Lurking for the rebound

22.06.2022 – The bulls breathed a short sigh of relief: Recently, prices on Wall Street started to rise again. Just a bear market rally? Or a turnaround after all? For traders, it doesn’t matter. For investors, however, it does. For both, the arguments for and against the turnaround are interesting. We take a look behind the scenes.

Investors are already taking cover again. Yet the 50-day line in the S&P 500 continues to beckon. At some point, a return here should occur. So the bulls continue to lurk for the rebound. By the way, the previous week’s loss in the SPX was the highest since March 2020. If everyone has sold – who should still press the sell button?


Goldman Sachs, by the way, provided an explanation for last week’s sell-off. According to the Prime Brokerage department, hedge funds were selling off assets in a big way. And in a really big way: never before had so many dollars been turned over, the volume was higher than in the Lehman crash of 2008. Whereby it should be noted that Goldman’s data only goes back to April 2008. We think: This actually sets the stage for a strong countermovement.

Buying at the end of the month

So where do we go from here? JPMorgan’s strategy department now sees the possibility of a broader rally. Among other things, because of purchases at the end of the month, which could flush more than 100 billion dollars into the stock markets worldwide. We add: We also have quarter-end, which is when mutual funds deliver their reports. Fund managers would have some explaining to do if cash ratios are high. Ergo, they could get in now, especially after the setback.

Impending recession

And now the dissenting voice: Michael Wilson, chief investment officer at Morgan Stanley, sees the market as more fairly priced with the recent sell-off. However, the risk of a recession is still not priced in. And that means the S&P 500 could still very well dip as low as 3,000. In other words, the bear market will not be over until either the recession has arrived or the risk of an economic crisis is involved.
We hope that you make the right decisions in this mixed situation – Bernstein Bank stays on the ball for you!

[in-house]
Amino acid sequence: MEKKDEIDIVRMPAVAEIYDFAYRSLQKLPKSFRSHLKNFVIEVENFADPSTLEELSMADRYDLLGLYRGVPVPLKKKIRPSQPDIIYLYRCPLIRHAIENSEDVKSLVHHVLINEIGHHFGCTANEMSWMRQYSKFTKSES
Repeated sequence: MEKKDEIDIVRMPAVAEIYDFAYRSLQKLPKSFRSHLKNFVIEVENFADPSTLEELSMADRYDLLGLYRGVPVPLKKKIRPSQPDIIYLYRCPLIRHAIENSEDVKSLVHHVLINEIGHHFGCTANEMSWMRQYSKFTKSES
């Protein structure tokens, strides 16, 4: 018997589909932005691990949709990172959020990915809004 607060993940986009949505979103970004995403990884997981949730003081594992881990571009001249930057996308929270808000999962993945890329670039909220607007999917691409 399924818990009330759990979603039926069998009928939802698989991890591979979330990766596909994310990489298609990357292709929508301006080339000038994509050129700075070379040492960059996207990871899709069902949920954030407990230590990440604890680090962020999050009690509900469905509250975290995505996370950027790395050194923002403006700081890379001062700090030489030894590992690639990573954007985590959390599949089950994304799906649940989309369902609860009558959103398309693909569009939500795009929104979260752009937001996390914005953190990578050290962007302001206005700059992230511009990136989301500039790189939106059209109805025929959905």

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The content of this publication is for general information purposes only. In this context, it is neither an individual investment recommendation or advice nor an offer to purchase or sell securities or other financial products. The content in question and all the information contained therein do not in any way replace individual investor- or investment-oriented advice. No reliable forecast or indication for the future is possible with respect to any presentation or information on the present or past performance of the relevant underlying assets. All information and data presented in this publication are based on reliable sources. However, Bernstein Bank does not guarantee that the information and data contained in this publication is up-to-date, correct and complete. Securities traded on the financial markets are subject to price fluctuations. A contract for difference (CFD) is also a financial instrument with leverage effect. Against this backdrop, CFD trading involves a high risk up to the point of total loss and may not be suitable for all investors. Therefore, make sure that you have fully understood all the correlating risks. If necessary, ask for independent advice. CFDs are complex instruments and are associated with the high risk of losing money quickly because of the leverage effect. 83% of retail investor accounts lose money trading CFD with this provider. You should consider whether you understand how CFD work and whether you can afford to take the high risk of losing your money.7

CFDs are complex instruments and come with a high risk of losing money rapidly due to leverage. 83% of retail investor accounts lose money when trading CFDs with this provider.
You should consider whether you understand how CFDs work and whether you can afford to take the high risk of losing your money.